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Consumables are those things that your printer uses up, wears out, or burns through as it does its work. Paper is the primary consumable, and the need for it is obvious with any printer. Other consumables are less obvious, sometimes even devious in the way they can eat into your budget.
You probably think you are familiar with the cost of these consumables. A couple months after the old dot-matrix ribbon starts printing too faintly to read, you finally get around to ordering a new $5 ribbon to hold you through for the rest of the decade. But if you buy one of today's top-quality printers—laser, thermal wax, or dye-diffusion—you may be in for a surprise. When the toner or transfer sheet runs out, the replacement may cost as much as your old dot-matrix printer.
The modern trend in printer design and marketing is to follow the "razor blade" principle. The marketers of razors (the nonelectric shavers) discovered they could make greater profits selling razor blades by offering the razors that use them at a low price, even a loss. After all, once you sell the razor you lock in repeat customers for the blades.
Similarly, the prices of many inkjet and laser printers have tumbled while the consumables remain infuriatingly expensive, often a good fraction (such as one-third) of the cost of the printer itself. This odd situation results from the magic of marketing. By yourself you can't do anything about it, but you must be aware of it to buy wisely.
If you truly want to make the best buy in getting a new printer, you must consider its overall cost of ownership. This total cost includes not only the purchase price but the cost of consumables and service over the life of the printer. Take this approach and you'll discover a more expensive printer is often less expensive in the long run.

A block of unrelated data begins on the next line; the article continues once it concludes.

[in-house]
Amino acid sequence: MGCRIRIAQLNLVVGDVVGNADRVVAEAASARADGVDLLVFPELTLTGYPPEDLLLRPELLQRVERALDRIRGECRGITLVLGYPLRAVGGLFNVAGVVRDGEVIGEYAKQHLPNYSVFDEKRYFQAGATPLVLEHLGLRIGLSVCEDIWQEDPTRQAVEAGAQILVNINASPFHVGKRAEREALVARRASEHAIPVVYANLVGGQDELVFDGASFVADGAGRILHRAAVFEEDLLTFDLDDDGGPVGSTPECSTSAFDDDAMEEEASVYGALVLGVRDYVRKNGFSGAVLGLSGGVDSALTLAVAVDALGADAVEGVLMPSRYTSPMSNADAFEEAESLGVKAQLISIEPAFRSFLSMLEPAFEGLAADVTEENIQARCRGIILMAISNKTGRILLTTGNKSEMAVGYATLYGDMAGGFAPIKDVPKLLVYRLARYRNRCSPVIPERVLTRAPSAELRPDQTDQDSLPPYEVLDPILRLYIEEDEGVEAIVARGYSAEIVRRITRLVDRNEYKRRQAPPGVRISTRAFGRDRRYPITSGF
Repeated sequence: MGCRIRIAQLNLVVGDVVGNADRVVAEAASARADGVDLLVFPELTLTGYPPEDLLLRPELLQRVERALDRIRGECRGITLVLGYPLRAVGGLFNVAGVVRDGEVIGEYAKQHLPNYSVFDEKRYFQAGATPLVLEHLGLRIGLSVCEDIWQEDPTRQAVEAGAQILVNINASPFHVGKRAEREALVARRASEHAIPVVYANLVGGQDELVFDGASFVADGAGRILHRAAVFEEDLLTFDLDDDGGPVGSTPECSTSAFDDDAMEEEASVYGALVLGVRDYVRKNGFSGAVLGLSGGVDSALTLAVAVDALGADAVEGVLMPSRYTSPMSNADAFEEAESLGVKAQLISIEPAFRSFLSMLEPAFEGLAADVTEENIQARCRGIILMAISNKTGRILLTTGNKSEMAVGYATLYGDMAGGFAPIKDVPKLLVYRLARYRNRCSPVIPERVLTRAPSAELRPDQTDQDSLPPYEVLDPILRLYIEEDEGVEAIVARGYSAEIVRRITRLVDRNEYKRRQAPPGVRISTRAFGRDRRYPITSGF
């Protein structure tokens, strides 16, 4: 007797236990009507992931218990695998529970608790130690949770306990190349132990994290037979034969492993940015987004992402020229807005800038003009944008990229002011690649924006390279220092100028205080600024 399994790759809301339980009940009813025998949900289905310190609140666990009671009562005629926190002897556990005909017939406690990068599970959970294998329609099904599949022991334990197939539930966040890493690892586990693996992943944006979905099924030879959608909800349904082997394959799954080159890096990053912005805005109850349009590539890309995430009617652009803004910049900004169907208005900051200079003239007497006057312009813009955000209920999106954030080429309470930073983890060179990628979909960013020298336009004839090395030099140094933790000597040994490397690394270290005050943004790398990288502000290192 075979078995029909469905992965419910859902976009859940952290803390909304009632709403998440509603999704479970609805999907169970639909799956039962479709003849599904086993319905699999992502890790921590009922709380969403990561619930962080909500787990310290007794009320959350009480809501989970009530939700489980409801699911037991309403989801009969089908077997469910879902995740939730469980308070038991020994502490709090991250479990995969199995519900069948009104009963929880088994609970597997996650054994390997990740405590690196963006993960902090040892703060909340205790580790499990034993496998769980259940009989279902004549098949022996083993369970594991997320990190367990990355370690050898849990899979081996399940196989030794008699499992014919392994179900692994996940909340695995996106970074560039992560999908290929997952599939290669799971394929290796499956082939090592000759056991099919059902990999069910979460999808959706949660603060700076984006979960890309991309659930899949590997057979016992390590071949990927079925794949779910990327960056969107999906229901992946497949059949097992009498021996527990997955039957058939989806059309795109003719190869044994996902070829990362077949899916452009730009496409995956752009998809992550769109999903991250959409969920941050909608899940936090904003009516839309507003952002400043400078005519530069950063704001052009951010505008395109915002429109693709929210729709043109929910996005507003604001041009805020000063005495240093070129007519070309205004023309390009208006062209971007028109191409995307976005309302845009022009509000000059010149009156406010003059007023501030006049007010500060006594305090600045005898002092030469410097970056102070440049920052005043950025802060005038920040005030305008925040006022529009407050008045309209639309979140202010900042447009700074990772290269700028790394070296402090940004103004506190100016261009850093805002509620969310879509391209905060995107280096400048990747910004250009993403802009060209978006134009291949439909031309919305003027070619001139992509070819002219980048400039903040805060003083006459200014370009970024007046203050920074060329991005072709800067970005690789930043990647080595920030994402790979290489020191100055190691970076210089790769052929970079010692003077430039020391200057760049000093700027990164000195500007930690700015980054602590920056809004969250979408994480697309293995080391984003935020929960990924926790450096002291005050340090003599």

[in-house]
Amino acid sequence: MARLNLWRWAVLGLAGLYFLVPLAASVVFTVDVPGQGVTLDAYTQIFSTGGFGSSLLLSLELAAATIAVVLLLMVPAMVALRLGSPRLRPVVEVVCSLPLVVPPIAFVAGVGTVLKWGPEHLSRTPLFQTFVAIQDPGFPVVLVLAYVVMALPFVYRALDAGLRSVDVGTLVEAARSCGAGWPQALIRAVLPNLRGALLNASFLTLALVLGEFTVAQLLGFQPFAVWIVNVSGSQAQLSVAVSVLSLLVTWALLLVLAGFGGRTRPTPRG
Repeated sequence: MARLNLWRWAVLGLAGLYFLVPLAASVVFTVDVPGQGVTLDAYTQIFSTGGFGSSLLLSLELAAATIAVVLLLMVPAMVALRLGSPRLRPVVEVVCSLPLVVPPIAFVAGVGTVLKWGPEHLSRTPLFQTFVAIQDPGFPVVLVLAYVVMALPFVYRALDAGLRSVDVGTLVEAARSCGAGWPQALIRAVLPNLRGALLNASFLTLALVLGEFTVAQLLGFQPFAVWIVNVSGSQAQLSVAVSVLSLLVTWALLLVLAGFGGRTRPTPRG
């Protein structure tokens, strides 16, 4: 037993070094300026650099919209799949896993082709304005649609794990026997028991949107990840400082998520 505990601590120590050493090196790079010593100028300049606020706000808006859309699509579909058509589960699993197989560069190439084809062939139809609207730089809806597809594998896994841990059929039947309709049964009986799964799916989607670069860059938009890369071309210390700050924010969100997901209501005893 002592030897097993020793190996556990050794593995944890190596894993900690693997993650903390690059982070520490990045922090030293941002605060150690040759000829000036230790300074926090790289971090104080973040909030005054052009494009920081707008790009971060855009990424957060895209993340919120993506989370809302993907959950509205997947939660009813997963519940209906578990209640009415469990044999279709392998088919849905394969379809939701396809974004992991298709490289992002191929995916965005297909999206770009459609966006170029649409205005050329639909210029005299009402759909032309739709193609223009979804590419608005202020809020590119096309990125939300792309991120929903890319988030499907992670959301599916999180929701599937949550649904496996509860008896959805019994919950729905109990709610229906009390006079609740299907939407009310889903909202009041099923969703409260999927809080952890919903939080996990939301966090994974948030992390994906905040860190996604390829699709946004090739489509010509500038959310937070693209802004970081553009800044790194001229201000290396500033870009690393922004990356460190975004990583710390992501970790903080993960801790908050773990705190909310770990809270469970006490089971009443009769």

When you have a small budget, however, the initial price of a printer becomes paramount because it dictates what you can afford. Even in this situation, however, you should still take a close look at the price of consumables. Two similarly priced printers may have widely varying costs for consumables.
Laser printers use up a bit of their mechanism with every page they print. The organic photoconductor drum on which images are made gradually wears out. (A new drum material, silicon, is supposed to last for the life of the printer, but few printer models currently use silicon drums.) In addition, the charging corona or other parts may also need to be periodically replaced. And, of course, you need toner.
Laser printer manufacturers have taken various approaches to replacing these consumables. Hewlett-Packard's LaserJet printers, for example, are designed with one-piece cartridges that contain both the drum and toner. The whole assembly is replaced as a single unit when the toner runs out. Other laser printers are designed so that the toner, drum, and sometimes the fuser, can be replaced individually.
The makers of the latter style of printer contend that the drum lasts for many times more copies than a single shot of toner, so dumping the drum before its time is wasteful. On the other hand, the all-in-one cartridge folks contend that they design their drums to last only as long as the toner.